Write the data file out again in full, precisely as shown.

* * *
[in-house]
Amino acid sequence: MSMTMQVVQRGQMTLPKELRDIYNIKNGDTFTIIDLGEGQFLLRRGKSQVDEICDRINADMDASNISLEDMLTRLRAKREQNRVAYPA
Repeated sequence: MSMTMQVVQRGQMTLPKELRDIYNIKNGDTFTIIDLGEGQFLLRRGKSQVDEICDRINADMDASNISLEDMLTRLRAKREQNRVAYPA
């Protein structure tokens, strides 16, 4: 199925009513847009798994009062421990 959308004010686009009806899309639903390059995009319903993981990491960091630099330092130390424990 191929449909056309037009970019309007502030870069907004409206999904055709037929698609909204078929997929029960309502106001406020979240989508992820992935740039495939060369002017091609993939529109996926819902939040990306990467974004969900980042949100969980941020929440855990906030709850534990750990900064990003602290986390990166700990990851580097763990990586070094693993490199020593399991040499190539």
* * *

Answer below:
[in-house]
Amino acid sequence: MSMTMQVVQRGQMTLPKELRDIYNIKNGDTFTIIDLGEGQFLLRRGKSQVDEICDRINADMDASNISLEDMLTRLRAKREQNRVAYPA
Repeated sequence: MSMTMQVVQRGQMTLPKELRDIYNIKNGDTFTIIDLGEGQFLLRRGKSQVDEICDRINADMDASNISLEDMLTRLRAKREQNRVAYPA
């Protein structure tokens, strides 16, 4: 199925009513847009798994009062421990 959308004010686009009806899309639903390059995009319903993981990491960091630099330092130390424990 191929449909056309037009970019309007502030870069907004409206999904055709037929698609909204078929997929029960309502106001406020979240989508992820992935740039495939060369002017091609993939529109996926819902939040990306990467974004969900980042949100969980941020929440855990906030709850534990750990900064990003602290986390990166700990990851580097763990990586070094693993490199020593399991040499190539």